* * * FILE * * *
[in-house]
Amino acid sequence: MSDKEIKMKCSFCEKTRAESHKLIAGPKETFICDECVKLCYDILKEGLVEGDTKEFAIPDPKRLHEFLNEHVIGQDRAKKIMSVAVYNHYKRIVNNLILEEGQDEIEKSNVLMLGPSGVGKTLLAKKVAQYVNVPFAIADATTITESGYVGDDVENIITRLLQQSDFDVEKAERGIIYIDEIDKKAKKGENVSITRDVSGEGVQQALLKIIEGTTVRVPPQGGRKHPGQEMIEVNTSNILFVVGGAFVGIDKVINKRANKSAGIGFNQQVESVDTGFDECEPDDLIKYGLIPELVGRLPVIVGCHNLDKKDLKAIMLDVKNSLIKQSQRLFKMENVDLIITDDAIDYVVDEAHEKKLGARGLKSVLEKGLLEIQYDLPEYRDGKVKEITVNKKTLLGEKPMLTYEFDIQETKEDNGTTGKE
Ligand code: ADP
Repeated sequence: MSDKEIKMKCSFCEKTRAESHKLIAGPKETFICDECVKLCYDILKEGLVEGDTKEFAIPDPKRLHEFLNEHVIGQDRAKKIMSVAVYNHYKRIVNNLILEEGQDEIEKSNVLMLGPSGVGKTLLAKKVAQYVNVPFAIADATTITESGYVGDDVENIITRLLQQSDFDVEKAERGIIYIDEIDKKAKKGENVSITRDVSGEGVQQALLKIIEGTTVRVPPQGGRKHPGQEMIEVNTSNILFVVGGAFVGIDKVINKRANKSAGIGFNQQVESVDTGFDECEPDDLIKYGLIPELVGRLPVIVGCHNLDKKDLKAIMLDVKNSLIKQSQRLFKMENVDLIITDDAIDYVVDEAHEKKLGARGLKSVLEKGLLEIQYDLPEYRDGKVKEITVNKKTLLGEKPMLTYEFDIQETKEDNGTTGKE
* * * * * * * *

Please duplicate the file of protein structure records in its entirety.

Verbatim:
[in-house]
Amino acid sequence: MSDKEIKMKCSFCEKTRAESHKLIAGPKETFICDECVKLCYDILKEGLVEGDTKEFAIPDPKRLHEFLNEHVIGQDRAKKIMSVAVYNHYKRIVNNLILEEGQDEIEKSNVLMLGPSGVGKTLLAKKVAQYVNVPFAIADATTITESGYVGDDVENIITRLLQQSDFDVEKAERGIIYIDEIDKKAKKGENVSITRDVSGEGVQQALLKIIEGTTVRVPPQGGRKHPGQEMIEVNTSNILFVVGGAFVGIDKVINKRANKSAGIGFNQQVESVDTGFDECEPDDLIKYGLIPELVGRLPVIVGCHNLDKKDLKAIMLDVKNSLIKQSQRLFKMENVDLIITDDAIDYVVDEAHEKKLGARGLKSVLEKGLLEIQYDLPEYRDGKVKEITVNKKTLLGEKPMLTYEFDIQETKEDNGTTGKE
Ligand code: ADP
Repeated sequence: MSDKEIKMKCSFCEKTRAESHKLIAGPKETFICDECVKLCYDILKEGLVEGDTKEFAIPDPKRLHEFLNEHVIGQDRAKKIMSVAVYNHYKRIVNNLILEEGQDEIEKSNVLMLGPSGVGKTLLAKKVAQYVNVPFAIADATTITESGYVGDDVENIITRLLQQSDFDVEKAERGIIYIDEIDKKAKKGENVSITRDVSGEGVQQALLKIIEGTTVRVPPQGGRKHPGQEMIEVNTSNILFVVGGAFVGIDKVINKRANKSAGIGFNQQVESVDTGFDECEPDDLIKYGLIPELVGRLPVIVGCHNLDKKDLKAIMLDVKNSLIKQSQRLFKMENVDLIITDDAIDYVVDEAHEKKLGARGLKSVLEKGLLEIQYDLPEYRDGKVKEITVNKKTLLGEKPMLTYEFDIQETKEDNGTTGKE